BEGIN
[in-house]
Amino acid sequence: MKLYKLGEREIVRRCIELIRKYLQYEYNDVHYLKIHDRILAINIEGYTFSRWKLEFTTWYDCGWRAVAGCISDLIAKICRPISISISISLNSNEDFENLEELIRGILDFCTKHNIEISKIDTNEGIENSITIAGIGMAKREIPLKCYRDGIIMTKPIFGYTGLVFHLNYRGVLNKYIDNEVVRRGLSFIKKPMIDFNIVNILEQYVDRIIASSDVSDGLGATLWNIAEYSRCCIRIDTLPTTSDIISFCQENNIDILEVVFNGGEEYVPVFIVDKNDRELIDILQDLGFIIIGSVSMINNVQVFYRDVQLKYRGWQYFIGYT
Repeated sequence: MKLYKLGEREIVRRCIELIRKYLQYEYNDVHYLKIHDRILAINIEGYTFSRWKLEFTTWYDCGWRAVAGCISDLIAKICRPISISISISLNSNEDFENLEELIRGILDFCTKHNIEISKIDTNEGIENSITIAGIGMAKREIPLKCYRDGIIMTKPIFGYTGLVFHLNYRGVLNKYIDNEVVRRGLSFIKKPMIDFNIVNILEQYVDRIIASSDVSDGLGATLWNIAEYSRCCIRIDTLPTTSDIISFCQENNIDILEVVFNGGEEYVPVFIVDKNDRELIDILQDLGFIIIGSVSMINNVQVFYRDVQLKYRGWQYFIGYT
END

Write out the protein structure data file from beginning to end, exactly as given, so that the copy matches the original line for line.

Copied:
[in-house]
Amino acid sequence: MKLYKLGEREIVRRCIELIRKYLQYEYNDVHYLKIHDRILAINIEGYTFSRWKLEFTTWYDCGWRAVAGCISDLIAKICRPISISISISLNSNEDFENLEELIRGILDFCTKHNIEISKIDTNEGIENSITIAGIGMAKREIPLKCYRDGIIMTKPIFGYTGLVFHLNYRGVLNKYIDNEVVRRGLSFIKKPMIDFNIVNILEQYVDRIIASSDVSDGLGATLWNIAEYSRCCIRIDTLPTTSDIISFCQENNIDILEVVFNGGEEYVPVFIVDKNDRELIDILQDLGFIIIGSVSMINNVQVFYRDVQLKYRGWQYFIGYT
Repeated sequence: MKLYKLGEREIVRRCIELIRKYLQYEYNDVHYLKIHDRILAINIEGYTFSRWKLEFTTWYDCGWRAVAGCISDLIAKICRPISISISISLNSNEDFENLEELIRGILDFCTKHNIEISKIDTNEGIENSITIAGIGMAKREIPLKCYRDGIIMTKPIFGYTGLVFHLNYRGVLNKYIDNEVVRRGLSFIKKPMIDFNIVNILEQYVDRIIASSDVSDGLGATLWNIAEYSRCCIRIDTLPTTSDIISFCQENNIDILEVVFNGGEEYVPVFIVDKNDRELIDILQDLGFIIIGSVSMINNVQVFYRDVQLKYRGWQYFIGYT